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BAGHDAD (AP) — Iraqi forces pushed Islamic State fighters out of a pocket of territory near the key western city of Ramadi on Friday evening, the military said, following a string of recent victories against the Sunni militant group in the sprawling western Anbar desert.
Iraqi forces are now largely moving north, ahead of an eventual push on the country's second-largest city of Mosul, which has been under Islamic State group's control for the past two years. Mosul is also the IS's last remaining urban bastion in Iraq.
The development came as a powerful Iraqi Shiite cleric in Baghdad expressed discontent with the country's new ministers appointed this week, after months of political wrangling — a reflection of the still simmering political crisis.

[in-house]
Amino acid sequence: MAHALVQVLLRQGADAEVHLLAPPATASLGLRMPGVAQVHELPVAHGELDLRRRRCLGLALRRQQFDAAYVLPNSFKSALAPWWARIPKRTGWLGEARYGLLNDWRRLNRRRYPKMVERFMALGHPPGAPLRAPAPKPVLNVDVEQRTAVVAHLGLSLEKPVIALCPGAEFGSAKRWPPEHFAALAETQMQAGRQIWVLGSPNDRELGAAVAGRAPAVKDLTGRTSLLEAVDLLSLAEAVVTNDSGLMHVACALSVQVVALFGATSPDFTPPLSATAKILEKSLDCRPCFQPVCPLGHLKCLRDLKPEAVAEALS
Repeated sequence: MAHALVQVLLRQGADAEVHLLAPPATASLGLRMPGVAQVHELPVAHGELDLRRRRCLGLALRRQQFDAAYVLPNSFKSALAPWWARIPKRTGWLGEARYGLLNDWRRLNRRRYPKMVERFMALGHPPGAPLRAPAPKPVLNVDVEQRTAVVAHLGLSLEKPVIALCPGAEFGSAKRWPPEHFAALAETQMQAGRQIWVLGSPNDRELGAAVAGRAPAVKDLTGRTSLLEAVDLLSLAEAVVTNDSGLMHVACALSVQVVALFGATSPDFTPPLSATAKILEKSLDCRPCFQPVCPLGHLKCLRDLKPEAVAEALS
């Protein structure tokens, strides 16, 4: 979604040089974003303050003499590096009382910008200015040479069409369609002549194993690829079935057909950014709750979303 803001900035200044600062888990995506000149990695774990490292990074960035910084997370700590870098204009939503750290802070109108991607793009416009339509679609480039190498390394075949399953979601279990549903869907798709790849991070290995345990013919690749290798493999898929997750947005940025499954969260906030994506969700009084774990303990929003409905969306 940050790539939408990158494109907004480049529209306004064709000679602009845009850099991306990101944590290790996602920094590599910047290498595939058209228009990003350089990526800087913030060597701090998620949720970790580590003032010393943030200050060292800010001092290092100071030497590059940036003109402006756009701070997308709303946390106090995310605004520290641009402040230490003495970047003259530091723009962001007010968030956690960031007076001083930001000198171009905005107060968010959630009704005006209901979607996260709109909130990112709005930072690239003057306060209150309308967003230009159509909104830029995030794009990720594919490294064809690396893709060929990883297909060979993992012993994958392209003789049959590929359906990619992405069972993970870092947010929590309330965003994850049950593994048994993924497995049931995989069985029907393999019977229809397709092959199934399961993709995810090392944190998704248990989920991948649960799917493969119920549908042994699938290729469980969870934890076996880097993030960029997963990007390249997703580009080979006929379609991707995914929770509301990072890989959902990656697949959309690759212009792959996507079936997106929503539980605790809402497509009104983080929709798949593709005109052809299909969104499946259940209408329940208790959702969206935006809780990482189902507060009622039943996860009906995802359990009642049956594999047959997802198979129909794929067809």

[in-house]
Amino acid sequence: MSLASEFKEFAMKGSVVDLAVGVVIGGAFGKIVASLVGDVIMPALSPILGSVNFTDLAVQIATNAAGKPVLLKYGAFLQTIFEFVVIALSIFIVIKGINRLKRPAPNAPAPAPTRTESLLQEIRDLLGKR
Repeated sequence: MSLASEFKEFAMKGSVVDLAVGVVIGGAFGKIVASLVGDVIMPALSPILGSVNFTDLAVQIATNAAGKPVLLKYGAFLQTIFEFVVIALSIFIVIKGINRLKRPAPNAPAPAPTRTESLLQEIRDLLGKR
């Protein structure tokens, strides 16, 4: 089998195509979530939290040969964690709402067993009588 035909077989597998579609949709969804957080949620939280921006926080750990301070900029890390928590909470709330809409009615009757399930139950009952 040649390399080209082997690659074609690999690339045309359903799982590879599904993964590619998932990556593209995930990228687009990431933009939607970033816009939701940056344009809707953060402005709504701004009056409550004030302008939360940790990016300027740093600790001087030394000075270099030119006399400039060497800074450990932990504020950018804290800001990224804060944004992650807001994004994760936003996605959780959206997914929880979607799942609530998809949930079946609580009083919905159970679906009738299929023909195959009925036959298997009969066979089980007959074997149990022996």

The town retaken Friday from IS — Khaldiyah, 55 miles (90 kilometers) west of Baghdad — lies between Ramadi and Fallujah, the two key cities in Anbar province retaken from IS by Iraqi security forces over the last year.
The Shiite cleric, Muqtada al-Sadr, issued a statement in which he repeated calls a complete government overhaul and trials for all corrupt politicians. He also accused Iraq's political blocs of standing in the way of reforms that the prime minister pledged to pursue more than a year ago.
Iraq's parliament approved a partial Cabinet reshuffle this week, endorsing five new ministers.
Over the past year Iraq's government has come under mounting public pressure. Anti-government protesters stormed Baghdad's highly fortified Green Zone once in April and a second time in May.
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